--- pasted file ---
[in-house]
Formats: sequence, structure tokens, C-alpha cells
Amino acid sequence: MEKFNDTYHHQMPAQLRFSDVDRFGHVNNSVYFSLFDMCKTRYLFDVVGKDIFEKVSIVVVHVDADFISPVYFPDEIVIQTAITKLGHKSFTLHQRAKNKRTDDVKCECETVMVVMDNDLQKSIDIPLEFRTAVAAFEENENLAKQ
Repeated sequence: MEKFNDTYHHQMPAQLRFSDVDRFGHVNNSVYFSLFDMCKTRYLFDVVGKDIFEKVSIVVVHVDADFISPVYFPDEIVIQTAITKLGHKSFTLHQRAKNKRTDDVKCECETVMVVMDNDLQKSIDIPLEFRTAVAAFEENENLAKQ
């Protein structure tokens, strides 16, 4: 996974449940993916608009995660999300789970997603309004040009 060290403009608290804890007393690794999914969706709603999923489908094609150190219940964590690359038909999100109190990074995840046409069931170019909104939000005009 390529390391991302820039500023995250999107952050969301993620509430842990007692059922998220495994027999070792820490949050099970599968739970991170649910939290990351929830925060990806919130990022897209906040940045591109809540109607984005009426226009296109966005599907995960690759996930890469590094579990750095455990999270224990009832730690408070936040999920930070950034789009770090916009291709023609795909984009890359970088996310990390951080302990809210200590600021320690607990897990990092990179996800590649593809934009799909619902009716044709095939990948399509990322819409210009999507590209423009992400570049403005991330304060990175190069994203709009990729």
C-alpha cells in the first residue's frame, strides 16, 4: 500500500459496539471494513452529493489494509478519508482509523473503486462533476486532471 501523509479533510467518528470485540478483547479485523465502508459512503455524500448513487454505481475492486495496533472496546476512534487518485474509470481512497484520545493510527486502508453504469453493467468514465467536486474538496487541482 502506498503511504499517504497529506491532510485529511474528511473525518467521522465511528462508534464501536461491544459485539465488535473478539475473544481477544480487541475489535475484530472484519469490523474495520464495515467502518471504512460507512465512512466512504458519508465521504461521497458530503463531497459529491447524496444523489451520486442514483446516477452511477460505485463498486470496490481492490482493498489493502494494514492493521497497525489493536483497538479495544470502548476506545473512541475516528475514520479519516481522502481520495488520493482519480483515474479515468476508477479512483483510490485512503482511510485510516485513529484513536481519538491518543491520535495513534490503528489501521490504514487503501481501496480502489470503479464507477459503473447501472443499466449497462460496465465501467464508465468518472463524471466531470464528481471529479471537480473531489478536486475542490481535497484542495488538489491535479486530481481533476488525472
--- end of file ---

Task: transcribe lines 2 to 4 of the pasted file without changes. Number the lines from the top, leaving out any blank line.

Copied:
Formats: sequence, structure tokens, C-alpha cells
Amino acid sequence: MEKFNDTYHHQMPAQLRFSDVDRFGHVNNSVYFSLFDMCKTRYLFDVVGKDIFEKVSIVVVHVDADFISPVYFPDEIVIQTAITKLGHKSFTLHQRAKNKRTDDVKCECETVMVVMDNDLQKSIDIPLEFRTAVAAFEENENLAKQ
Repeated sequence: MEKFNDTYHHQMPAQLRFSDVDRFGHVNNSVYFSLFDMCKTRYLFDVVGKDIFEKVSIVVVHVDADFISPVYFPDEIVIQTAITKLGHKSFTLHQRAKNKRTDDVKCECETVMVVMDNDLQKSIDIPLEFRTAVAAFEENENLAKQ